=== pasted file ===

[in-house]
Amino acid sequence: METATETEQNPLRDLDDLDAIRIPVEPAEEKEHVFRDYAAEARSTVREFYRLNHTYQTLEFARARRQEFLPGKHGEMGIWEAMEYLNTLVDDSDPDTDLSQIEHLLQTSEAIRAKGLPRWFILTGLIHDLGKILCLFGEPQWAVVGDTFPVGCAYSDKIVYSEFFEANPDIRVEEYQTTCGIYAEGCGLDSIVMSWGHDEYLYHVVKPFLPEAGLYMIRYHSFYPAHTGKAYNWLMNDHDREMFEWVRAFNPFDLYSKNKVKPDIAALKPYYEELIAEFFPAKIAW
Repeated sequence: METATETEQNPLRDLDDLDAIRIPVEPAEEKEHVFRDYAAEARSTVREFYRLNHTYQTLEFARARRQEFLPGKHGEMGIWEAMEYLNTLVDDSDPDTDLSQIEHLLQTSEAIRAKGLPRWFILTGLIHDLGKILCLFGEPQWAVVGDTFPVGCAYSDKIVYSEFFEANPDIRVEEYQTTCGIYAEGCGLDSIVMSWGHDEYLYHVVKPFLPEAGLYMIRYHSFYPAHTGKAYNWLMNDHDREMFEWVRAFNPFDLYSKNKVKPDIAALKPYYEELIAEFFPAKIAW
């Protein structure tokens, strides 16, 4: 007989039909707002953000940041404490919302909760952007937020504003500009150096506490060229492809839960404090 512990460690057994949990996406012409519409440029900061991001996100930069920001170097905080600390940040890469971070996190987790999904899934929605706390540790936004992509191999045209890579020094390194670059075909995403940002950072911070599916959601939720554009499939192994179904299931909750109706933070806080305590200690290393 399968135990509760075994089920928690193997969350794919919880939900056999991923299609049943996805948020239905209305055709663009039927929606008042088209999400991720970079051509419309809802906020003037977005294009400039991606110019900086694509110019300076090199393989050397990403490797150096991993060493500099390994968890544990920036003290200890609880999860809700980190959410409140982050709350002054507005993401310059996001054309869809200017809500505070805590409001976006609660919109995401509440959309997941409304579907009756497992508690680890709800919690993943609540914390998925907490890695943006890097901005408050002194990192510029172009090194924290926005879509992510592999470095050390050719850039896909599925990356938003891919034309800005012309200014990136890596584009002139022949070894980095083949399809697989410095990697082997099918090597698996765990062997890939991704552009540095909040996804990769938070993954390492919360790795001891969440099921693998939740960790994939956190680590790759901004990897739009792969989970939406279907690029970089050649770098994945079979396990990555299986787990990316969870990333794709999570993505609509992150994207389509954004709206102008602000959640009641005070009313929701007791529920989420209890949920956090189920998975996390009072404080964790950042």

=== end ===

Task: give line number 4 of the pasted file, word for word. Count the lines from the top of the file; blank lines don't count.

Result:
């Protein structure tokens, strides 16, 4: 007989039909707002953000940041404490919302909760952007937020504003500009150096506490060229492809839960404090 512990460690057994949990996406012409519409440029900061991001996100930069920001170097905080600390940040890469971070996190987790999904899934929605706390540790936004992509191999045209890579020094390194670059075909995403940002950072911070599916959601939720554009499939192994179904299931909750109706933070806080305590200690290393 399968135990509760075994089920928690193997969350794919919880939900056999991923299609049943996805948020239905209305055709663009039927929606008042088209999400991720970079051509419309809802906020003037977005294009400039991606110019900086694509110019300076090199393989050397990403490797150096991993060493500099390994968890544990920036003290200890609880999860809700980190959410409140982050709350002054507005993401310059996001054309869809200017809500505070805590409001976006609660919109995401509440959309997941409304579907009756497992508690680890709800919690993943609540914390998925907490890695943006890097901005408050002194990192510029172009090194924290926005879509992510592999470095050390050719850039896909599925990356938003891919034309800005012309200014990136890596584009002139022949070894980095083949399809697989410095990697082997099918090597698996765990062997890939991704552009540095909040996804990769938070993954390492919360790795001891969440099921693998939740960790994939956190680590790759901004990897739009792969989970939406279907690029970089050649770098994945079979396990990555299986787990990316969870990333794709999570993505609509992150994207389509954004709206102008602000959640009641005070009313929701007791529920989420209890949920956090189920998975996390009072404080964790950042």